- The carabao or kalabaw in Filipino is a tamed type of water buffalo (Bubalus bubalis or sometimes bubalus carabanesis) in the Philippines. Being the farm animal of choice for pulling the plow and cart used to tow farm produce to the market, carabaos are warmly associated with farmers. Its life span is 18 to 20 years and the female carabao can deliver one calf each year.
Bangus or Milkfish (Chanos chanos)
- Deboned milkfish, or "boneless bangus," has become popular in stores and markets because milkfish is known for being bonier than other food fish in the Philippines. Bangus is a popular table fare among Filipinos. To the biologist, it is a naturally strong fish since it is capable in adapting and thrives even in the limited, unusual environment of the fishpond. This feature is not frequently found in most other fish class.
Sampaguita or Arabian Jasmine (Jasminium sambac)
- Philippine Sampaguita flower is a white, star-shaped blossom which has a sweet fragrance. It opens at night and droops in less than a day. The white flowers are often made into wreath and its extract made into perfumes. Sampaguita is not a tree but a woody vine. The flower called was accepted as the National Flower of Philippines in 1934 which also happens to be the National Flower of Indonesia.
Lechon or Roasted pig
- The lechon is a very popular and famous food among Filipinos. Lechon (litson in tagalong) is roasted whole pig cooked over burning charcoals. It is a dish that is almost a fixed part and menu centerpiece of any Filipino celebration which is usually prepared for fiestas, family celebrations (like parties and marriages) and also a favorite dish during Christmas. Lechon is the Spanish name for pig, in the Philippines it means a spit-roasted pig. Lechon is prepared by filling the inside of the animal pig with herbs and vegetables. The pigs are slowly hand roasted on top of charcoal for hours till their skin turns into reddish brown and the inside flesh becomes tender. Philippine Lechon is often served with a thick liver sauce cooked with vinegar, sugar and herbs.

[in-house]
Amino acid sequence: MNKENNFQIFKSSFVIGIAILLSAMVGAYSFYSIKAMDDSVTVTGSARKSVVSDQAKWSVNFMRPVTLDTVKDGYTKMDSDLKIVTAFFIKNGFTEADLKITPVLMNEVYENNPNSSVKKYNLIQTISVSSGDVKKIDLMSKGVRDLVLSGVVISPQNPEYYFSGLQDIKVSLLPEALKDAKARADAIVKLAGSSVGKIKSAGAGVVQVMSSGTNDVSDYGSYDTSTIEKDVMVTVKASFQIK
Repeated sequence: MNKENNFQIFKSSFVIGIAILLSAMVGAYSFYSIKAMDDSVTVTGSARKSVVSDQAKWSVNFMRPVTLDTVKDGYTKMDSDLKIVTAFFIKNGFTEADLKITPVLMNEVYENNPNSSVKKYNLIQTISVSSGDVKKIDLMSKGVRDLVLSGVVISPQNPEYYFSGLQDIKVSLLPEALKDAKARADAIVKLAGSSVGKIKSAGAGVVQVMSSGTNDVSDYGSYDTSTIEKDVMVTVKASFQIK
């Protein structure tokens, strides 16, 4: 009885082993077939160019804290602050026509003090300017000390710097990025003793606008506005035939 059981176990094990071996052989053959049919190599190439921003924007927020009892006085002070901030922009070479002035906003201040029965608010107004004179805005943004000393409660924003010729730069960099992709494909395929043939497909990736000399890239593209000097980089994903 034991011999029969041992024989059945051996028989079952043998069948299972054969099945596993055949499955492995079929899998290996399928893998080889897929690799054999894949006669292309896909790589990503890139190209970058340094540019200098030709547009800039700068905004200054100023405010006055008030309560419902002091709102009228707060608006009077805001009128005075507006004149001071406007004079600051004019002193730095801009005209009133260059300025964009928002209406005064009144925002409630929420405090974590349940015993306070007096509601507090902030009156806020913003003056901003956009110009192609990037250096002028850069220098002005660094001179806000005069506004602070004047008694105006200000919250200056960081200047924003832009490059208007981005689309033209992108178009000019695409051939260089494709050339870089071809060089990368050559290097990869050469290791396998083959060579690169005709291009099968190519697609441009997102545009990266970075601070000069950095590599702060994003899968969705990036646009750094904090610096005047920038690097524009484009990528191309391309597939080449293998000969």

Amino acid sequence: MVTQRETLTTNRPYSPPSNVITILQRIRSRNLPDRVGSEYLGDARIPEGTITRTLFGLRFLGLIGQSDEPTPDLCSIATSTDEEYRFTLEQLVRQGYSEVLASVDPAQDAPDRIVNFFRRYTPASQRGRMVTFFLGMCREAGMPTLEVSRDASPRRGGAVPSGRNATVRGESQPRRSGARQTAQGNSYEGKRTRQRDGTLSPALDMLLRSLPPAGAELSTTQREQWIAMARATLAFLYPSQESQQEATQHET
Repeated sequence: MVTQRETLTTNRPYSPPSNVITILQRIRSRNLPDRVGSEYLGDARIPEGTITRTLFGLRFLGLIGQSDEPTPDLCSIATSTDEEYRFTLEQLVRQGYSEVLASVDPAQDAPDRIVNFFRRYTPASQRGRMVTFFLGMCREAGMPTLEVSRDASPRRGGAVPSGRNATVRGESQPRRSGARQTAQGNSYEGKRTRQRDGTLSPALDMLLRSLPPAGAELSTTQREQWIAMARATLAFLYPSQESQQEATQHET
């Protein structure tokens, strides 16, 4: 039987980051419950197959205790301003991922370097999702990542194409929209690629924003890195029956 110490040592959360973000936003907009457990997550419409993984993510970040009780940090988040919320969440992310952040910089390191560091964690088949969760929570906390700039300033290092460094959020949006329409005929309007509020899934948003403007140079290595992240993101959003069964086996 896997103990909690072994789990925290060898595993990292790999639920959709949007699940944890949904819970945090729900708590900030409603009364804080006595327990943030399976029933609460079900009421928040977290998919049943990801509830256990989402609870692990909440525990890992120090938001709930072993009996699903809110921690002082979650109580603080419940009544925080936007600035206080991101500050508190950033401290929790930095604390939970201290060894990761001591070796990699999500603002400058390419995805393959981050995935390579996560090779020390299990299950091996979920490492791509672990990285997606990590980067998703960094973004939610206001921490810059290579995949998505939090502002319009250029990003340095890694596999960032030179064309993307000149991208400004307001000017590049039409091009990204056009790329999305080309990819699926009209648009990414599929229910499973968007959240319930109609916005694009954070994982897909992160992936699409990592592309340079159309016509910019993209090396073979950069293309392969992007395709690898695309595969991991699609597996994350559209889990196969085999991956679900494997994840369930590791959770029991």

Bahay Kubo or Nipa Hut
Bahay kubo is a shelter made out of bamboo and palm leaves. It is a good place to take rest and eat typical food in the farm because of its material which allows good ventilation. The roof of the first Philippine houses, nipa huts, or bahay kubo, were high inclined and typically open gabled to allow for ventilation. The steeply sloping pitch also protected from the wind and rain in the typhoon season. The roof also provides wide extension roof space to provide shade from the hot sun.
- The Tinikling is a dance from the Philippines which includes two people hitting bamboo poles or piece of wood, using them to beat, tap, and slide on the ground and against each other in harmonization with one or more dancers who will step over and dance in between the poles. When the bamboo closes, the dancers must be fast enough to not get their foot or feet caught. As the tinikling dance continues the banging of the bamboo becomes faster and harder, the sound of clashing bamboo excites the crowd and the quickness of feet demonstrated by the dancers awes them. The tinikling name came from birds locally known as Tikling. The term tinikling literally means "tikling-like".